Hannah Waddingham On Emmys, Eurovision And Her Wildest Year Ever, There’s Just This Wave Of Love!

Hannah Waddingham: When she was a child, Hannah Waddingham would from time to time go to work with her mother, a mezzo-soprano in the English National Opera, which was based at the Coliseum in London. “That building and the people in it were like my babysitter,” she says. “I was just left to run around, in all the nooks and crannies.”

She once got stuck in the orchestra storage room and took fright looking down from the upper circle boxes. But it was a magical place for a child. “If I had stood on that stage at eight, and my older self-had whispered in my ear: ‘You’re going to have your own Christmas special here,’ I would have passed out.”

Hannah Waddingham, That special, Hannah Waddingham: Home for Christmas on Apple TV+, is a festive feast, crammed with musical numbers, glam costumes and skits featuring her Ted Lasso co-stars. It feels like a joyous celebration which, for Waddingham, it is. This has been her year.

The theatre star found huge fame relatively late in life when she was cast in Ted Lasso, the US comedy about a failing English football team. She had been in other shows – including Game of Thrones, playing the “shame nun” – but it was her role as the football club owner Rebecca Welton that brought Waddingham to a wider audience and won her an Emmy.

Hannah Waddingham On Emmys, Eurovision And Her Wildest Year Ever

Hannah Waddingham

Hannah Waddingham, Where, people began to ask, had she been all these years? “Knocking about!” she says. “And not being able to get on screen.” When Waddingham was approached to be on Eurovision earlier this year, her first response was to ask if someone else had dropped out – but she proved an inspired choice. It was widely agreed that Waddingham stole the show, no small thing given the competition:

Hannah Waddingham, Croatian punks stripped to their underpants, a man in inflatable green sleeves, and pyrotechnics that could be seen from space. She grinned, sang, danced, played air guitar, spoke French and looked as if she was having the best night of her life. “If I could rewind to one part of the year,” she says, “it would be to that week of Eurovision.”

Hannah Waddingham, Waddingham with Alesha Dixon, Julia Sanina and Graham Norton at the Eurovision grand final in Liverpool earlier this year.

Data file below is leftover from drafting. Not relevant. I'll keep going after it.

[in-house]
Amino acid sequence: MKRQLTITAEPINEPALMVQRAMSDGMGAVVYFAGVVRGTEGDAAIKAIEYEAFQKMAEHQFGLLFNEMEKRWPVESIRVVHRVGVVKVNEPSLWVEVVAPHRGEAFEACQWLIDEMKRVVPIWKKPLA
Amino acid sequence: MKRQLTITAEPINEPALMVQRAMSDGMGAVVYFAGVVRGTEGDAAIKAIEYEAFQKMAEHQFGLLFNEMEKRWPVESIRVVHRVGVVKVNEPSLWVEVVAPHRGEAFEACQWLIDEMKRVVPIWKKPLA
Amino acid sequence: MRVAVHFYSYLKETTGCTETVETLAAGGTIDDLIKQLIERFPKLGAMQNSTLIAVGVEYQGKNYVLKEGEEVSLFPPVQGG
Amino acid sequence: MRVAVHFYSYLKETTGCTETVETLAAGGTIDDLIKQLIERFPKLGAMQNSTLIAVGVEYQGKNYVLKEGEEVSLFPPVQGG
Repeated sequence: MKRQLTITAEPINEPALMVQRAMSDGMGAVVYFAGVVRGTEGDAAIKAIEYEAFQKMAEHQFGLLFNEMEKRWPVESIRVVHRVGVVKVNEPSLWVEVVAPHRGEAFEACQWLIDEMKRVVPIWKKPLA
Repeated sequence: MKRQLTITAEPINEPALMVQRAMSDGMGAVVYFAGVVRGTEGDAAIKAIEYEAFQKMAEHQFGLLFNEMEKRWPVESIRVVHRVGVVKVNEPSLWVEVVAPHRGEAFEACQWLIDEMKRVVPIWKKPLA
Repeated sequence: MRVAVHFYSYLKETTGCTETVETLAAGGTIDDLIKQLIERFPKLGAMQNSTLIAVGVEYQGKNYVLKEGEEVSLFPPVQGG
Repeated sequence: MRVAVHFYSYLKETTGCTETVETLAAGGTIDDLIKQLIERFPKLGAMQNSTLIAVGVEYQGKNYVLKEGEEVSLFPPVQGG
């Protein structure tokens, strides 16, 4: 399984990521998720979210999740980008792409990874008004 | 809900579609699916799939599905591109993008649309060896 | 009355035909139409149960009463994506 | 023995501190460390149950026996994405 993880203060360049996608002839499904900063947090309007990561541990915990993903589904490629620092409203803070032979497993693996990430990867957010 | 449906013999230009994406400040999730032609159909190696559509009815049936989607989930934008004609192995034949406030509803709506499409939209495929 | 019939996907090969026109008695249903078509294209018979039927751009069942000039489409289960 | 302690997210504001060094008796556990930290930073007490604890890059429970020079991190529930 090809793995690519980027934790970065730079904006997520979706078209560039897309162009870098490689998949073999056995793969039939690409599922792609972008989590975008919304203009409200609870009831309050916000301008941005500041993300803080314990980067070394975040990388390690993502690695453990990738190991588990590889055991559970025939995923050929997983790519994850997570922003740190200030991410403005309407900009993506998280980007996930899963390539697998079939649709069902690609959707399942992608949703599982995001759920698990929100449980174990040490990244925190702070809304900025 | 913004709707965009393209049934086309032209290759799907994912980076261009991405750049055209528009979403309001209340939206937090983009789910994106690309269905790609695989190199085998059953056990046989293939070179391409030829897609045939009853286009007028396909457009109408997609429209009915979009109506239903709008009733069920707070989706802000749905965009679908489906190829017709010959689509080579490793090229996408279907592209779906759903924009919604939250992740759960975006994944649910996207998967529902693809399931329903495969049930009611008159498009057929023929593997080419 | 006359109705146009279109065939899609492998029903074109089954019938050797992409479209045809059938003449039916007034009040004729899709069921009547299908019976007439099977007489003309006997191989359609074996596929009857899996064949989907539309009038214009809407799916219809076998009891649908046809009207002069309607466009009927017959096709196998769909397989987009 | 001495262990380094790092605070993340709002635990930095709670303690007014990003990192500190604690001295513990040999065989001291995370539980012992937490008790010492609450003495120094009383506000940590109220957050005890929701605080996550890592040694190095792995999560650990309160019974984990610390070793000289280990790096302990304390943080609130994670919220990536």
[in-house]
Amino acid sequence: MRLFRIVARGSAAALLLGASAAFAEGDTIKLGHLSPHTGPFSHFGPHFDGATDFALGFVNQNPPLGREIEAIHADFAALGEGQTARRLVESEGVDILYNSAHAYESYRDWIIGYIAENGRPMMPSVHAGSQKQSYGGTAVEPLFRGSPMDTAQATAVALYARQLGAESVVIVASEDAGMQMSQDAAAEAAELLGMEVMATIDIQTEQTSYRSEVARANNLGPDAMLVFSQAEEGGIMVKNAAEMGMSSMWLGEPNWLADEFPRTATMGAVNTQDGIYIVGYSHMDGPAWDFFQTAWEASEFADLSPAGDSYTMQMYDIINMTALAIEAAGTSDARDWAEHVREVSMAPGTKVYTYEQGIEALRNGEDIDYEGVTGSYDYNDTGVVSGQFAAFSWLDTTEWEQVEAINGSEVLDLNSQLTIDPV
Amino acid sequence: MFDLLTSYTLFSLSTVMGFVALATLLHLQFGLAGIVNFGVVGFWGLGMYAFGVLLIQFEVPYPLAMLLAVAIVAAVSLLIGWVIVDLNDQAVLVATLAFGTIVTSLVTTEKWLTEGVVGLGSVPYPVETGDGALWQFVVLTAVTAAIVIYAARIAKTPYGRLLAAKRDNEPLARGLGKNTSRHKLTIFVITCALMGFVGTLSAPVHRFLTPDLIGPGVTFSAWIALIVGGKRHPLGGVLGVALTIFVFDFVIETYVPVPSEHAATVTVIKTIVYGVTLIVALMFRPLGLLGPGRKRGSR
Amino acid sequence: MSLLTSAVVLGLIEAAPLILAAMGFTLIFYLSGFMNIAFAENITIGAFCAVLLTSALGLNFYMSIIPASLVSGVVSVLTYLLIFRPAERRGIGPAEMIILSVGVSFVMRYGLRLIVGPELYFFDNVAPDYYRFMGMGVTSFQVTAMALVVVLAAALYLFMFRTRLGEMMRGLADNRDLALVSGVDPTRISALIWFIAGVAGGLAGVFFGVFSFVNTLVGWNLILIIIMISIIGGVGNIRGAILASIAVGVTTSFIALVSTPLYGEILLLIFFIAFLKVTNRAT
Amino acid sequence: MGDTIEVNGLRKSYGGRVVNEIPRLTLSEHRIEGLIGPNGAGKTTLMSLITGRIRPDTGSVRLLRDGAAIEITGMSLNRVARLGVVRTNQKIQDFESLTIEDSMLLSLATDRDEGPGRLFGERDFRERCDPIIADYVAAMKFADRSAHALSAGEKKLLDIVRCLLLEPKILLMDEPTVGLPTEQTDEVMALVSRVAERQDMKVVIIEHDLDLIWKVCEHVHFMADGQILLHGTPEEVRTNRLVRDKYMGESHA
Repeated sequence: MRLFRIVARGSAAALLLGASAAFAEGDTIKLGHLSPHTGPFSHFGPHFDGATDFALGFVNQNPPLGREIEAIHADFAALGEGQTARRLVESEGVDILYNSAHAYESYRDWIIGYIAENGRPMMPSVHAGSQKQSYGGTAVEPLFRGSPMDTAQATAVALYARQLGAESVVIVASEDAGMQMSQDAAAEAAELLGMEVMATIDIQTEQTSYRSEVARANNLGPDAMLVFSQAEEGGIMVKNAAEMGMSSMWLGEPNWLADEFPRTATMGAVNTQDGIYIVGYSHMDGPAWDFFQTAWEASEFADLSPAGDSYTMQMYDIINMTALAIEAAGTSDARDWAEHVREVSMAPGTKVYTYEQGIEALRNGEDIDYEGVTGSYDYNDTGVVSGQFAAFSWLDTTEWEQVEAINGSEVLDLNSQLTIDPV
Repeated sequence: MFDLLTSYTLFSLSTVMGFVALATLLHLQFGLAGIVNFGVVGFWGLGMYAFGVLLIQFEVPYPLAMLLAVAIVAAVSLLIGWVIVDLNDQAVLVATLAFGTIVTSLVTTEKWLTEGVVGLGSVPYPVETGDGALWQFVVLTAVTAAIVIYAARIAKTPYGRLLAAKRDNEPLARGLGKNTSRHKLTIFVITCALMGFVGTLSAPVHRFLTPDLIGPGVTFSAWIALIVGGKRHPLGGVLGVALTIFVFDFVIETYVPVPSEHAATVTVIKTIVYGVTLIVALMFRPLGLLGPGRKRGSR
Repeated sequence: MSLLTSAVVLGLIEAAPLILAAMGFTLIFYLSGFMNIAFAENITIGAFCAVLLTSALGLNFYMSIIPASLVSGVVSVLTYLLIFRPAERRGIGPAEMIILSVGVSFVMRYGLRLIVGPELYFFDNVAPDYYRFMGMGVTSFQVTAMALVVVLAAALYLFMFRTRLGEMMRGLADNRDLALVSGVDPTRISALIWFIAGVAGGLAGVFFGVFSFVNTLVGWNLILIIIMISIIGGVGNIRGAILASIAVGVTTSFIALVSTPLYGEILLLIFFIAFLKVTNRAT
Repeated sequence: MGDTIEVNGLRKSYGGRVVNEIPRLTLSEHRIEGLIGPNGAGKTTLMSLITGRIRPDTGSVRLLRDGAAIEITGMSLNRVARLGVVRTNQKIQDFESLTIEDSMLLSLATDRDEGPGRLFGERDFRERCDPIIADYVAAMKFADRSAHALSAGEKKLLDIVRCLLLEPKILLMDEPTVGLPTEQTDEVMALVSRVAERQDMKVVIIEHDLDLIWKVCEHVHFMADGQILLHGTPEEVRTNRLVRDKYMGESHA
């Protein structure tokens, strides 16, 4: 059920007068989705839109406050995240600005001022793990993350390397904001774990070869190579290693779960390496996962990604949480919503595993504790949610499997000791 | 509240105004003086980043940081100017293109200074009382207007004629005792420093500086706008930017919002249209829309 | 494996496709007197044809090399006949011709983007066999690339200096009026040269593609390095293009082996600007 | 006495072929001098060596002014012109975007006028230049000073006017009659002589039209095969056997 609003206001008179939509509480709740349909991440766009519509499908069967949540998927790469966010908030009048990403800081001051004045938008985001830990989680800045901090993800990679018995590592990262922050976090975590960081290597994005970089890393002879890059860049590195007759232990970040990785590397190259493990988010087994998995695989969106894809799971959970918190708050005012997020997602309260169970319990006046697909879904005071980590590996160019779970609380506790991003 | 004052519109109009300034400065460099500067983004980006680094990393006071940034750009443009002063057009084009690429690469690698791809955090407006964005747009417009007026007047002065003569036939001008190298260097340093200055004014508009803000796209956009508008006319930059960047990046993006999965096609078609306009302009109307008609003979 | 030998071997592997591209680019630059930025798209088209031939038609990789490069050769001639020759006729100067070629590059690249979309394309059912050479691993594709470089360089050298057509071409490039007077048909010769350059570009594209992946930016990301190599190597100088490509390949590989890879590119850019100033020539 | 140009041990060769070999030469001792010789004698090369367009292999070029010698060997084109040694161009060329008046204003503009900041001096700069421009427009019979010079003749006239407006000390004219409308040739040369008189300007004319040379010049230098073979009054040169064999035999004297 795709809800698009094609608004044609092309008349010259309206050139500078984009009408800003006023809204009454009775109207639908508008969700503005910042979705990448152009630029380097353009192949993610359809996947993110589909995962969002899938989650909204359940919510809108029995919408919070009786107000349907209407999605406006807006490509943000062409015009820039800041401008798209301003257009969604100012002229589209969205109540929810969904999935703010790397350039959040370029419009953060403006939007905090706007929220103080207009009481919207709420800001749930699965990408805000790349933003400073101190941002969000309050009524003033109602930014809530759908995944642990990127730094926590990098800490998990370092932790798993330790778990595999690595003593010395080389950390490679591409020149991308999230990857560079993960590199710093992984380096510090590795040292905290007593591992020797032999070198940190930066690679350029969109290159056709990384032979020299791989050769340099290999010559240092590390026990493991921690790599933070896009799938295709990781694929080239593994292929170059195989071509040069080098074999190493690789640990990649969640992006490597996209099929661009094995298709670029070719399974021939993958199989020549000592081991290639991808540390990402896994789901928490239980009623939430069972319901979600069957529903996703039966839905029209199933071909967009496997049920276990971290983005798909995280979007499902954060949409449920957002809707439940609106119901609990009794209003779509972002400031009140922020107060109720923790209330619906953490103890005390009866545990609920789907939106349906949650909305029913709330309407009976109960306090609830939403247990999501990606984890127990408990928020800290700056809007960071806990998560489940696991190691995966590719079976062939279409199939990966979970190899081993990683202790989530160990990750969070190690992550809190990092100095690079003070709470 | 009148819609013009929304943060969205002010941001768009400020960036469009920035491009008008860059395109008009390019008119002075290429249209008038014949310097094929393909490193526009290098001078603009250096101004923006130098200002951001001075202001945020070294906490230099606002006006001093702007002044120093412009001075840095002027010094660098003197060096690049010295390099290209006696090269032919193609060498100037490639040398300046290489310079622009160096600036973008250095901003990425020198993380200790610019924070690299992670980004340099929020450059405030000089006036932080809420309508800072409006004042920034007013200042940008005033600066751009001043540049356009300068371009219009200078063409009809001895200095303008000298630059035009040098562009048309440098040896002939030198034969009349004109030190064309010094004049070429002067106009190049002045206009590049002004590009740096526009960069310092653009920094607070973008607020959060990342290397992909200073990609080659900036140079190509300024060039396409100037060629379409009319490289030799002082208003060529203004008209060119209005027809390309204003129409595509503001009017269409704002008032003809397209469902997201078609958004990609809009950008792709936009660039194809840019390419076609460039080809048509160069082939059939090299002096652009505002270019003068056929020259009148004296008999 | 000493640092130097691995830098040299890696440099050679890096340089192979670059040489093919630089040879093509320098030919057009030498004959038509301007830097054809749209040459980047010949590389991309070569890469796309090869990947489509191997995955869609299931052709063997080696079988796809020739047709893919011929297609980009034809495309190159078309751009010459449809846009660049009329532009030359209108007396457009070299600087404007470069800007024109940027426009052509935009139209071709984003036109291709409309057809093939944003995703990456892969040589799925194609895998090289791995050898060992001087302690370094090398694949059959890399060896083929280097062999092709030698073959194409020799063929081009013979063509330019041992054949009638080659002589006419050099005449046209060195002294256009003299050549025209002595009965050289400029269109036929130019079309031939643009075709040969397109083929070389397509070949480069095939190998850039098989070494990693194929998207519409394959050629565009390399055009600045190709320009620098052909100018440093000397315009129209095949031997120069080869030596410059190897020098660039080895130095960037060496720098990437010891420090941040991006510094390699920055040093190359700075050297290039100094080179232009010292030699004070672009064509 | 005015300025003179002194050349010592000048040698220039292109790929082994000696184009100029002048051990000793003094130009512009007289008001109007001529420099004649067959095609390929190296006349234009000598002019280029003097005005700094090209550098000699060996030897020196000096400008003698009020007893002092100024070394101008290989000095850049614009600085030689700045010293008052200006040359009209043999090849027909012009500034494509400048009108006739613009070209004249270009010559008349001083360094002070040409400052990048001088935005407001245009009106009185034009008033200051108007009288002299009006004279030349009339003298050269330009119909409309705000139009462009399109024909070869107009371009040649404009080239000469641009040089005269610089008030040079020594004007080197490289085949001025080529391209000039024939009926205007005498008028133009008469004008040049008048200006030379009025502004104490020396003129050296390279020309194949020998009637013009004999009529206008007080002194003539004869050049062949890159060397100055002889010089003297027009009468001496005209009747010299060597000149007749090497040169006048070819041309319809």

Waddingham with Alesha Dixon, Julia Sanina and Graham Norton at the Eurovision grand final in Liverpool earlier this year. Photograph: Adam Vaughan/EPA

Her Christmas special feels like the crowning achievement of an amazing year. “I’ve been afforded the luxury of incredible moments this year,” she says. “So 2024 is going to have to go some!” Did she love being back on stage? “I’ve missed it a lot. I haven’t been on a stage for 10 years.” At the start, she rises through the floor, looking every inch of her statuesque height. “There’s just this wave of love coming my way. I was really overwhelmed.”

Hannah Waddingham, From the start, Waddingham wanted the special to be very personal. “I didn’t want it to be showy for showy’s sake, or famous for famous’s sake. I didn’t want people to think: ‘Oh look, because she’s moving in different circles means she’s got a load of famous people.’ Every single person that’s in it, and the location, has been very carefully chosen, very close to my heart.”

Hannah Waddingham

It features the London Gay Men’s Chorus, which Waddingham has been patron of for many years, and the Fabulous Lounge Swingers, duo Patrick Davey and Scott Baker, “who are not as known, but by no means less important. I kept saying that at every single turn – that you have to bring people along with you. They’re brilliant at what they do.” They’re also godparents to Waddingham’s daughter.

Even the starry names have a connection: Luke Evans, the actor, singer and now a film star, is someone Waddingham has known for 20 years through the theatre. And she invited Leslie Odom Jr at the request of her nine-year-old daughter, who is obsessed with the musical Hamilton. Odom Jr was in the original Broadway cast.

Hannah Waddingham, “She was far more interested in him being there than me,” says Waddingham. “His voice is just utter smooth class. That’s the moment where I look like I’ve won a competition.” Sam Ryder appears, too, in a nod to Eurovision – he was last year’s UK entry – as does much of the cast of Ted Lasso.

Waddingham with Jason Sudeikis in Ted Lasso.

Hannah Waddingham, Waddingham’s mainstream success in her mid and late 40s, after years of hard work, has been inspiring for anyone still hoping to achieve their dreams. Although she has faced frustrations, she is glad “all of this didn’t happen in my 20s or 30s”. It would have been overwhelming. “I haven’t changed – I’ve just tried to keep up with it. Some people change towards you, I think, because they find it so odd and jarring. I understand that, but I wouldn’t know how to change. I am who I am.”

Hannah Waddingham, The special’s most personal moment comes when Waddingham introduces her parents and daughter, seated in the audience, before singing with the ENO Chorus. “It was very much a love letter to them – and to my daughter.” Her family’s presence meant everything, she says: while Waddingham was filming the end of Ted Lasso, her father was undergoing heart surgery, and her mother has Parkinson’s. “I was just thrilled they were there. I had to make them proud of me.”

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